Credit Montreal Canadiens captain Nick Suzuki with his first KIJHL assist Friday night.
Was Suzuki on the ice? Of course not. But his goal on a penalty shot Thursday inspired Nelson Leafs’ forward Seamus Boyd, who had Suzuki in mind when he was asked to take part in a shootout a little over 24 hours later.
“I saw Suzuki do it last night and I was like, man, I got to do the same thing,” said Boyd.
Boyd’s move, a slick deke that dropped Castlegar Rebels goaltender Ethan Lawczynski to his pads, wasn’t exactly the same as Suzuki’s cheeky flip on Arizona Coyotes netminder Connor Ingram. But the result was the same, and it helped the Leafs’ earn a 2-1 win over the Rebels.
Leafs head coach Adam DiBella said Boyd admitted after the game how nervous he was during the shootout. “I said hate to break it to you, but you’re shooting first in the next shootout.”
Frederick Larochelle, playing his best game in a Leafs’ jersey, stopped three Rebels players in the shootout to preserve the win.
Larochelle finished with 32 saves. His best of the night came during 3-on-3 overtime when he slid to his post to stop a Rebels’ one-timer.
“I think we saw why Freddie was the goalie of the year last year in the Okanagan,” said DiBella. “He was a big reason why we got two points tonight.”
Marko Pavlovic scored for the Leafs (5-2-3), who had scored 14 goals in the previous two games but struggled to find the back of the net Friday.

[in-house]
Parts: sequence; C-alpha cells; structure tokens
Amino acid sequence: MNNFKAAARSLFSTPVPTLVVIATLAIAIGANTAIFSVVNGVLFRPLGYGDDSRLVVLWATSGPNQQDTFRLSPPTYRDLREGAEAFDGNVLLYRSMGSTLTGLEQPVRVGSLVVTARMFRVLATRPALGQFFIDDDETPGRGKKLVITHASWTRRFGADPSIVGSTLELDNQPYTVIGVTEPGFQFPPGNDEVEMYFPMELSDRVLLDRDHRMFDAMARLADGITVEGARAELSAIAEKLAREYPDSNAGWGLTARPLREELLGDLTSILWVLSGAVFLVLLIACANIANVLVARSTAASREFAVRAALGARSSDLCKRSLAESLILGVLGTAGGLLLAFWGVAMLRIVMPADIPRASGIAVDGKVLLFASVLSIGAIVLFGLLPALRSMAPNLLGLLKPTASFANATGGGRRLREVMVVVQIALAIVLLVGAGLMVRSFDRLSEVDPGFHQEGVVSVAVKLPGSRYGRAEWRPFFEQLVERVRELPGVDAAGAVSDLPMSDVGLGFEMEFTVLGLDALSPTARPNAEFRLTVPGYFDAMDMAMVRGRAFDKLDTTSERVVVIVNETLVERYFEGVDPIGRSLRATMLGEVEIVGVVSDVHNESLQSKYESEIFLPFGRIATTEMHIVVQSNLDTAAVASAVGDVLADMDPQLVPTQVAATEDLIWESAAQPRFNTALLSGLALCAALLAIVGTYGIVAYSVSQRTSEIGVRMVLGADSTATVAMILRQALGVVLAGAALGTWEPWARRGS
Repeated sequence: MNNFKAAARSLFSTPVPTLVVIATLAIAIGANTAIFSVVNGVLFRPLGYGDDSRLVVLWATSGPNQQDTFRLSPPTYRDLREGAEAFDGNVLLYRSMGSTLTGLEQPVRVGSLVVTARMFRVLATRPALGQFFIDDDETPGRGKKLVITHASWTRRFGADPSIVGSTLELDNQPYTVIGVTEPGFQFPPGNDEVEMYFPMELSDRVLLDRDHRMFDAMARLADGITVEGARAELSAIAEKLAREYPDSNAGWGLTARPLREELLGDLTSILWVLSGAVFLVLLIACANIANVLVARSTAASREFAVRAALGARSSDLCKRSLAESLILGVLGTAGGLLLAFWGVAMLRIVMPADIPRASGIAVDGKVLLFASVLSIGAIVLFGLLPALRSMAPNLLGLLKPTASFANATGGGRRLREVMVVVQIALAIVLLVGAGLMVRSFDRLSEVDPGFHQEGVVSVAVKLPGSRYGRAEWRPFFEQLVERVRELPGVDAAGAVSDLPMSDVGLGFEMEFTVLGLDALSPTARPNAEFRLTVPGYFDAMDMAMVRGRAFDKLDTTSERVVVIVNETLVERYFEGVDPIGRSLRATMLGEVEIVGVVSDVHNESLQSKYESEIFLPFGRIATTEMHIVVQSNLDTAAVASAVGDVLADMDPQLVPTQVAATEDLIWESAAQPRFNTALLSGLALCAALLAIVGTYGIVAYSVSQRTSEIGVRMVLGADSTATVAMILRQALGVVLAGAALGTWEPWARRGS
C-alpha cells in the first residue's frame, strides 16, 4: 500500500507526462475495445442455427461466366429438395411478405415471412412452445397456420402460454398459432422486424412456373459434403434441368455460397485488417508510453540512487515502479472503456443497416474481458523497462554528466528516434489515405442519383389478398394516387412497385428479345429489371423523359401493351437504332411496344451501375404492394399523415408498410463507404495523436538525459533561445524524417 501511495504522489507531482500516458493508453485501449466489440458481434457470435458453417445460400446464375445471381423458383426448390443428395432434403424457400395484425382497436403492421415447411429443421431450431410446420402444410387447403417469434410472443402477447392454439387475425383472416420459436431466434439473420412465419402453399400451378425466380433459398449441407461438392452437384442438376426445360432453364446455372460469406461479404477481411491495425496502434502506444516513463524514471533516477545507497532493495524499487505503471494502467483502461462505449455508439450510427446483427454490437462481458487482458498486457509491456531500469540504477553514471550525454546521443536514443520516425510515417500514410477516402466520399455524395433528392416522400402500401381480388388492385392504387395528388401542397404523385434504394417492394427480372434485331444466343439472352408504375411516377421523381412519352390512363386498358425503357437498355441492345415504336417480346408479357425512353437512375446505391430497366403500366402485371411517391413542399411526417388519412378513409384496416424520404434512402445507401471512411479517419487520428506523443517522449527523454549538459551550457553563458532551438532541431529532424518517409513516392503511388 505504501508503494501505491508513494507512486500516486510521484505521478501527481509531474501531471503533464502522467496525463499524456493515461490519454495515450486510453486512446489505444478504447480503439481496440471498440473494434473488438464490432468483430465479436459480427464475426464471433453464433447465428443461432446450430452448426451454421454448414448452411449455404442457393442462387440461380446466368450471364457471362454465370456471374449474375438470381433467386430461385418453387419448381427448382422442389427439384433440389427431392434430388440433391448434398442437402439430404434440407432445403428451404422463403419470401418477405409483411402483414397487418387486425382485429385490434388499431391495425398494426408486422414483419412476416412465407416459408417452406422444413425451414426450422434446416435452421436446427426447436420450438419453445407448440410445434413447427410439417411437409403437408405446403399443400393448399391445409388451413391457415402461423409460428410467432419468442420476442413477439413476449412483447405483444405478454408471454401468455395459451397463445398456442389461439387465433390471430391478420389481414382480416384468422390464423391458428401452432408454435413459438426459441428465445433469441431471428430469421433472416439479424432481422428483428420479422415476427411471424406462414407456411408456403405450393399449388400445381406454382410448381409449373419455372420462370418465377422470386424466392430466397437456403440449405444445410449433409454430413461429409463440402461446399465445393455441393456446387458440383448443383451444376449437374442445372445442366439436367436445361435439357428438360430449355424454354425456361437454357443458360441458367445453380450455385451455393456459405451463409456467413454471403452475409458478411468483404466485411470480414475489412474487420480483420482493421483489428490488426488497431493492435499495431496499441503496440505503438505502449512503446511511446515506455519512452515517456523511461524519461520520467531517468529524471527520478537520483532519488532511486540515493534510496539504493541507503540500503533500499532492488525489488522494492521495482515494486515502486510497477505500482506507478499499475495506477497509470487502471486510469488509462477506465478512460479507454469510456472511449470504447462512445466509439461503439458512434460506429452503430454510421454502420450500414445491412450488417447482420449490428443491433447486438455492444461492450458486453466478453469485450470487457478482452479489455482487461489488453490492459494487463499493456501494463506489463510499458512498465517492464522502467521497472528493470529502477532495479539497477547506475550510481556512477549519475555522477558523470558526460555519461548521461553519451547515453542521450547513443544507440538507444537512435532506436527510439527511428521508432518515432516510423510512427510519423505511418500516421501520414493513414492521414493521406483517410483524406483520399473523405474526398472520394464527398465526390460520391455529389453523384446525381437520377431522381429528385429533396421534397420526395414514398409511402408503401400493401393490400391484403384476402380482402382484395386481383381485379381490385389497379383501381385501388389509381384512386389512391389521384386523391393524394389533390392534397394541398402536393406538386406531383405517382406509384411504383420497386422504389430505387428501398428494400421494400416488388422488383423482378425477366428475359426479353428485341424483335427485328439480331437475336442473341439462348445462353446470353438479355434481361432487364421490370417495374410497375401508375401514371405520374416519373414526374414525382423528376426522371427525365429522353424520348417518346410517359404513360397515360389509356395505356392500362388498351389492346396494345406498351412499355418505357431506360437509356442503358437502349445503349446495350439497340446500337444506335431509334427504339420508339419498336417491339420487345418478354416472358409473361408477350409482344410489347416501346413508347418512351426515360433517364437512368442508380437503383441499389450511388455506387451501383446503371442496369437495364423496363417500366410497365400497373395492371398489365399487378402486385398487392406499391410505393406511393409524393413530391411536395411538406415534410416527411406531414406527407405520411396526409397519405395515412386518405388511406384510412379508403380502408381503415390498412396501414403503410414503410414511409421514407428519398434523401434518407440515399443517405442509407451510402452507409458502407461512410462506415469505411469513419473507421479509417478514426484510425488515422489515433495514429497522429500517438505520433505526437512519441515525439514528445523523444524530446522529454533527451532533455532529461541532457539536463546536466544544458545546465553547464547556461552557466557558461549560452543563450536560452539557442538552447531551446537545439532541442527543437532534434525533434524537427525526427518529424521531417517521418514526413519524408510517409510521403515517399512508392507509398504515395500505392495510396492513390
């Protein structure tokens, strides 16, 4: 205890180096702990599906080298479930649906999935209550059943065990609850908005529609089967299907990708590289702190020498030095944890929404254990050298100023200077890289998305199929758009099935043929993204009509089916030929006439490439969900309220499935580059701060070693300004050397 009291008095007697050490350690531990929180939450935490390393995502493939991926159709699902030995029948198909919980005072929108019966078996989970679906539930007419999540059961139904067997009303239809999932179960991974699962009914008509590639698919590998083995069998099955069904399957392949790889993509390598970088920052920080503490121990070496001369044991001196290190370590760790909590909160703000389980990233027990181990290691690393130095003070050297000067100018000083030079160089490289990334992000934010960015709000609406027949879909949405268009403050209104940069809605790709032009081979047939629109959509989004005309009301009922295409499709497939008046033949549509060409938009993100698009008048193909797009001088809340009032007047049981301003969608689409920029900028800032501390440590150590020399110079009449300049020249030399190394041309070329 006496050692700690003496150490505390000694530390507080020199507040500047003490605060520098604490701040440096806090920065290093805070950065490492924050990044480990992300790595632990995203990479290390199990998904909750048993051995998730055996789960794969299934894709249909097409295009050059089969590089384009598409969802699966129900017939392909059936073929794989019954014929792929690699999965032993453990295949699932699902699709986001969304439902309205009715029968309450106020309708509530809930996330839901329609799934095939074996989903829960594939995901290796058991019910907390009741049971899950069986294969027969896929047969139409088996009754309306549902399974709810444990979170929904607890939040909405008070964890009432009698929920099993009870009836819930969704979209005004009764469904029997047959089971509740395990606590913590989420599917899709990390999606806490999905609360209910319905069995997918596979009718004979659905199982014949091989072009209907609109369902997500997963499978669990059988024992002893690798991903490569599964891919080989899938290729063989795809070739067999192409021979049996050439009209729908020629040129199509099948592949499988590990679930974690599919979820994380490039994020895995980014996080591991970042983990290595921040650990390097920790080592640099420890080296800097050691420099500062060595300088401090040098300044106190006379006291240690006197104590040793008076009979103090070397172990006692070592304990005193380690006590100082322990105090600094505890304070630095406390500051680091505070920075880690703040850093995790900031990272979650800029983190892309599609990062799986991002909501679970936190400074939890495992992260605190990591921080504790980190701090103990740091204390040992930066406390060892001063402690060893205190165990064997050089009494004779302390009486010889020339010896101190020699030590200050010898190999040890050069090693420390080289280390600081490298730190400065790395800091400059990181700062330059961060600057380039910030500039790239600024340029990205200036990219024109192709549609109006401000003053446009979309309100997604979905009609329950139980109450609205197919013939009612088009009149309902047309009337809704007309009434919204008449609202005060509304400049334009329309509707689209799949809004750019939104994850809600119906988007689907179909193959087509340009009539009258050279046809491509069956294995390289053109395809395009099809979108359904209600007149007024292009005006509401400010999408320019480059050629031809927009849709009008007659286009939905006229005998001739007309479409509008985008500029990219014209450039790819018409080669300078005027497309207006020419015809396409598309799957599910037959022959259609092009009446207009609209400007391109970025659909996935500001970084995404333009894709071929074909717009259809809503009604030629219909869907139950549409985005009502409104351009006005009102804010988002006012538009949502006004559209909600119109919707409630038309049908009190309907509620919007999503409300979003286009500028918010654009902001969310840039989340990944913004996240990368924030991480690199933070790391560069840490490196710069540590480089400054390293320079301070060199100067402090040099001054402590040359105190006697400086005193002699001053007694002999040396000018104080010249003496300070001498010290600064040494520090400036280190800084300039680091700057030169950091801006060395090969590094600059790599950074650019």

Leo Chartrand replied for the Rebels (4-5-1), with Lawczynski making 33 saves.
Nelson controlled play throughout the first period but couldn’t capitalize. That changed with two minutes left when Pavlovic tipped in a point shot by Kingsley Brockett for a power-play goal.
The Leafs got away with one shortly before the period ended. Owen McFarlane was handed a four-minute minor for kneeing, and the Rebels looked to have scored but the goal was immediately waved off as a player crashed into Larochelle.
Penalties bogged the game down as the officials became whistle happy. There were five penalties handed out in the first five minutes of the second period — some deserving, some questionable — and neither team was able to take advantage.
DiBella was diplomatic when asked about the officiating.
“We liked our game five-on-five. Everybody on the ice including the officials do their best to make the right call. Ultimately we have to adjust and take care of whatever happens on the ice. We preach to the players do the next right thing.”
Despite taking five penalties in the period, the Leafs maintained their 1-0 lead to the second intermission thanks to poor offence from the Rebels who appear to lack a sharpshooter on their roster.
But they didn’t need one to get their first goal of the game. Chartrand was on the doorstep when he slapped a rebound past Larochelle to tie the game at one seven minutes into the third period.
The penalty carousel meanwhile continued to spin in the third, which Boyd said the Leafs were able to roll with. Castlegar finished scoreless on nine power-play chances.
“Our penalty killers were good, they probably won the game for us if we’re being honest. It was a grinder but I thought we played really well.”
Leaflets: Nelson next visits Castlegar on Oct. 28. The three-game mini series then concludes in Nelson on Oct. 29.